There is little evidence to suggest that contemporary China has abandoned any significant elements of its syncretic Confucian orthodoxy. The dynastic leadership of contemporary China maintains many of the same characteristics that have dominated since the Han dynasty: a governing state ideology that gives all people their respective place in their community, an understanding of the nation as a ‘family’, a programmatic constitution which functions more like a Bill of ‘Rites’ than a Bill of Rights, a filial respect for the ruler as ‘father and mother’ of the people, and the consequent sense of rule as a personal exercise. With respect to the personal character of rule, it continues to be the case in China that to object to the policies that articulate the existing order is in fact to condemn the ruler’s person.

As a ritually-constituted society, without grounding in the objective principles associated with reason or natural law, contemporary China is defined by the exemplars of its tradition. The members of the society are themselves possessed of their ‘humanity’ not as a gift from God or a common genetic inheritance, but as created by ritual enactment. The Chinese have no inalienable rights. Citizens have been deemed to possess only those rights granted by China’s various constitutions. The Chinese would see the Enlightenment insistence upon the universality of certain values and principles as an instance of ethnocentric dogmatism. Chinese ethnocentrism is, perhaps, more consistent than its Western counterpart since it is grounded in the self-conscious insistence upon the centrality of its peculiar ethos, defined by racial and linguistic identity.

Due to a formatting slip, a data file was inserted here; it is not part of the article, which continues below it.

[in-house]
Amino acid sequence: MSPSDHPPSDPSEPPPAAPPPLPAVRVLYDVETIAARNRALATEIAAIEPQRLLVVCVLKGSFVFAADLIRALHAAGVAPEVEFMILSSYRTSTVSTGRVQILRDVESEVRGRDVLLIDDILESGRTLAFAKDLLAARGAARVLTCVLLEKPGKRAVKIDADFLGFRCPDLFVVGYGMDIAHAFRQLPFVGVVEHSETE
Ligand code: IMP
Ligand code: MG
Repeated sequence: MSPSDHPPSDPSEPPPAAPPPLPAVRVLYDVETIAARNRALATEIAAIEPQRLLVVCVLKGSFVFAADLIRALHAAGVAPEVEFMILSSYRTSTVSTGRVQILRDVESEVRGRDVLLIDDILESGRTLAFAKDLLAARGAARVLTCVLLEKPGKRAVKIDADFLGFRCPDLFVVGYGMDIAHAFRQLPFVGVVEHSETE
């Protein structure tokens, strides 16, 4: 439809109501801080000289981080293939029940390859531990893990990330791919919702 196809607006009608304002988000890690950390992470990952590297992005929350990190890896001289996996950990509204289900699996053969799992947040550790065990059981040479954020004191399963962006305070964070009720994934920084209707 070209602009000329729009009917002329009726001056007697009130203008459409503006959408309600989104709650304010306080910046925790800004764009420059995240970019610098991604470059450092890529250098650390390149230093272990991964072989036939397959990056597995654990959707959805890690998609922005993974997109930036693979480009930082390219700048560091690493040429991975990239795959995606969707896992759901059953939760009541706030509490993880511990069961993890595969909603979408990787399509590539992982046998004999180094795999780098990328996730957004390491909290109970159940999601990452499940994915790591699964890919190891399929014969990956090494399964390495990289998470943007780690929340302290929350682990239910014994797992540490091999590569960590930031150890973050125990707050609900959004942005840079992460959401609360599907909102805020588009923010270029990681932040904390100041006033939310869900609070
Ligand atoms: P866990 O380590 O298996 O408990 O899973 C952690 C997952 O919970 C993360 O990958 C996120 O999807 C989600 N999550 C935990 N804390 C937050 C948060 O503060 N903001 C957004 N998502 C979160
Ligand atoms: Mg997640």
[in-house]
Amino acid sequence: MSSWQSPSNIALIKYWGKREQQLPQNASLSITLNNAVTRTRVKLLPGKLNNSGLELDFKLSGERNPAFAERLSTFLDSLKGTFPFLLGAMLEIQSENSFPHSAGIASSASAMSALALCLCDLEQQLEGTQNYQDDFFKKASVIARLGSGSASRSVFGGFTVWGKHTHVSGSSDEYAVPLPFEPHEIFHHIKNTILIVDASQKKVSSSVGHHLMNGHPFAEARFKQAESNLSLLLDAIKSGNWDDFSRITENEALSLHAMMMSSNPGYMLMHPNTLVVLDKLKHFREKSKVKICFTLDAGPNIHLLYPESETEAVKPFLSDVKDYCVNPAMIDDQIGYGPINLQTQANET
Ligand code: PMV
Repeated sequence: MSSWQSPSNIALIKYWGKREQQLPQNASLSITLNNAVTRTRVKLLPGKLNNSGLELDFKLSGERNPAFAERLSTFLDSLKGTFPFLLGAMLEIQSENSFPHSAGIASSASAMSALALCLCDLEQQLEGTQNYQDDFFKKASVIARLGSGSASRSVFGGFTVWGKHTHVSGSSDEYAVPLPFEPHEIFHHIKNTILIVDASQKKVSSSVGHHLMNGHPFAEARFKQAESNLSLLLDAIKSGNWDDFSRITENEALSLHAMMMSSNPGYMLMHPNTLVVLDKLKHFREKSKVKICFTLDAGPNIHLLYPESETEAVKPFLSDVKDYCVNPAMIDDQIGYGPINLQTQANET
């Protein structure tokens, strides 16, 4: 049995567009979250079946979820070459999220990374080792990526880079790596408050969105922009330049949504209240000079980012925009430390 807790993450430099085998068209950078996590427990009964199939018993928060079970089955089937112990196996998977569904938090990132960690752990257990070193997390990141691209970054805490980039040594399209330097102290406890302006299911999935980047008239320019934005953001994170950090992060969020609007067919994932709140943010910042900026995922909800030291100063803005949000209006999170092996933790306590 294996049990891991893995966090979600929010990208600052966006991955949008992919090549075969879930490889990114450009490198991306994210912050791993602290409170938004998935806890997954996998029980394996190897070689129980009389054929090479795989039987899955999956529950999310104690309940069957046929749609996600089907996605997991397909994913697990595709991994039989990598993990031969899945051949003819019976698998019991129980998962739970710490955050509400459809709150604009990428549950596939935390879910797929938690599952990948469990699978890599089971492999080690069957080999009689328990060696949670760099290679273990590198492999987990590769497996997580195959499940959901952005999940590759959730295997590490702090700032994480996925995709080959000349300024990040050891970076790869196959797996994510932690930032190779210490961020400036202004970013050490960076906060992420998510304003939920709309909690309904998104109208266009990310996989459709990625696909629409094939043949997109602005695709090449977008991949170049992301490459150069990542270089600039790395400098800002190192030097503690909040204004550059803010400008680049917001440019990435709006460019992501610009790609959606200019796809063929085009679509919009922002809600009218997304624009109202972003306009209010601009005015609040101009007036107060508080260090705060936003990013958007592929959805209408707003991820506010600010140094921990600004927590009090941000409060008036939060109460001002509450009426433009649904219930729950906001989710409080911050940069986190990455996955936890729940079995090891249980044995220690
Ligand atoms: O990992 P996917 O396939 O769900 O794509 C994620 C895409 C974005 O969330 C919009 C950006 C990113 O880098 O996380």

China remains a culture grounded in the model of the family which cultivates filial dependency. Thus, the Chinese have no means of cultivating that ‘healthy suspicion’ of governmental power which we take for granted without undermining the community of affect that binds ruler and people. As a rational means of organizing social and economic interactions, the technology so prized in the West cannot but erode the ritual grounding of interpersonal relationships. One of the catchwords of the Tiananmen protests in 1989 was ‘democracy’. But, in a society where individualism remains a symptom of selfishness and license, and freedom of speech must be qualified by the Confucian understanding that not only saying but thinking involves a disposition to act, Chinese democracy must certainly take on an unfamiliar form. Indeed, the inhibition of individualism and freedom of speech is not a modern invention of Chinese communists but a persistent feature of a Confucian society in which ideas are always dispositions to act.

One can hardly look closely at the intellectual culture of contemporary China without coming to respect the power of China’s traditions. The intransigent sense of ‘Chineseness’ which coalesced in the Han dynasty continues to determine the shape of Chinese intellectual culture. For good or ill, the Chinese remain the people of the Han.

Citing this article:
Hall, David L. and Roger T. Ames. The modern period. Chinese philosophy, 1998, doi:10.4324/9780415249126-G001-1. Routledge Encyclopedia of Philosophy, Taylor and Francis,
Copyright © 1998-2024 Routledge.